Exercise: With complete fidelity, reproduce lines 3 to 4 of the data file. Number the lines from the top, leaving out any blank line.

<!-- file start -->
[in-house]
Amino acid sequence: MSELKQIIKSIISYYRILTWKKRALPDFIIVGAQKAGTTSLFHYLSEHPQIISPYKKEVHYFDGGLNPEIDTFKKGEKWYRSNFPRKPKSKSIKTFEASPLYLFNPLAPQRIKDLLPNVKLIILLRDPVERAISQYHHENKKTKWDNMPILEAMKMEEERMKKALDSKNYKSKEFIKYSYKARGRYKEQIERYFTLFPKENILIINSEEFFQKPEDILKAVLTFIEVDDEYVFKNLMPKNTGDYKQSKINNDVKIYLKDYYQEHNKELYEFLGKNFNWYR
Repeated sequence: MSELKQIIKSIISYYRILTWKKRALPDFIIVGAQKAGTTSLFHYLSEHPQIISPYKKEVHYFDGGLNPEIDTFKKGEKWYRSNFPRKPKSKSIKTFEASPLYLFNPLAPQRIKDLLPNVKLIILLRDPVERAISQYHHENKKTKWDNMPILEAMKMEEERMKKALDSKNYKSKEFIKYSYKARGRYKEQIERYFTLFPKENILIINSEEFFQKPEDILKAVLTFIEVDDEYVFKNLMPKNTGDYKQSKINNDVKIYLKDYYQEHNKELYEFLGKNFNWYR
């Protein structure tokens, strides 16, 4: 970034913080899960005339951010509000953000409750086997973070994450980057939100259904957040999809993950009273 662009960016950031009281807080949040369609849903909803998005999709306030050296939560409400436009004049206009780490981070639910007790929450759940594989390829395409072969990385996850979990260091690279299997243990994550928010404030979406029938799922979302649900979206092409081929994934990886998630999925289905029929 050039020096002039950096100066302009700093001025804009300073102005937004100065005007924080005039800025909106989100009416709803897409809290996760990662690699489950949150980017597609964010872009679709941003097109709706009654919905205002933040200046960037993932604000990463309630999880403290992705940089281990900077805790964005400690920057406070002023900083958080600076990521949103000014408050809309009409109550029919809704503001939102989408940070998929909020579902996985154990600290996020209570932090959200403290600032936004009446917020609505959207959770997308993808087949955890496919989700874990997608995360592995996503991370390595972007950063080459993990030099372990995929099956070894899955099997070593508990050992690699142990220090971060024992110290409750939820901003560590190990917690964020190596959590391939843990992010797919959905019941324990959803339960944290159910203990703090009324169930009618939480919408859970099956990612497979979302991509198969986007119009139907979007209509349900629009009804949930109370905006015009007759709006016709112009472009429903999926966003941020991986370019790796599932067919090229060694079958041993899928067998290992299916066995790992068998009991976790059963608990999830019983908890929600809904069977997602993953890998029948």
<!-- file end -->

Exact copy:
Repeated sequence: MSELKQIIKSIISYYRILTWKKRALPDFIIVGAQKAGTTSLFHYLSEHPQIISPYKKEVHYFDGGLNPEIDTFKKGEKWYRSNFPRKPKSKSIKTFEASPLYLFNPLAPQRIKDLLPNVKLIILLRDPVERAISQYHHENKKTKWDNMPILEAMKMEEERMKKALDSKNYKSKEFIKYSYKARGRYKEQIERYFTLFPKENILIINSEEFFQKPEDILKAVLTFIEVDDEYVFKNLMPKNTGDYKQSKINNDVKIYLKDYYQEHNKELYEFLGKNFNWYR
């Protein structure tokens, strides 16, 4: 970034913080899960005339951010509000953000409750086997973070994450980057939100259904957040999809993950009273 662009960016950031009281807080949040369609849903909803998005999709306030050296939560409400436009004049206009780490981070639910007790929450759940594989390829395409072969990385996850979990260091690279299997243990994550928010404030979406029938799922979302649900979206092409081929994934990886998630999925289905029929 050039020096002039950096100066302009700093001025804009300073102005937004100065005007924080005039800025909106989100009416709803897409809290996760990662690699489950949150980017597609964010872009679709941003097109709706009654919905205002933040200046960037993932604000990463309630999880403290992705940089281990900077805790964005400690920057406070002023900083958080600076990521949103000014408050809309009409109550029919809704503001939102989408940070998929909020579902996985154990600290996020209570932090959200403290600032936004009446917020609505959207959770997308993808087949955890496919989700874990997608995360592995996503991370390595972007950063080459993990030099372990995929099956070894899955099997070593508990050992690699142990220090971060024992110290409750939820901003560590190990917690964020190596959590391939843990992010797919959905019941324990959803339960944290159910203990703090009324169930009618939480919408859970099956990612497979979302991509198969986007119009139907979007209509349900629009009804949930109370905006015009007759709006016709112009472009429903999926966003941020991986370019790796599932067919090229060694079958041993899928067998290992299916066995790992068998009991976790059963608990999830019983908890929600809904069977997602993953890998029948």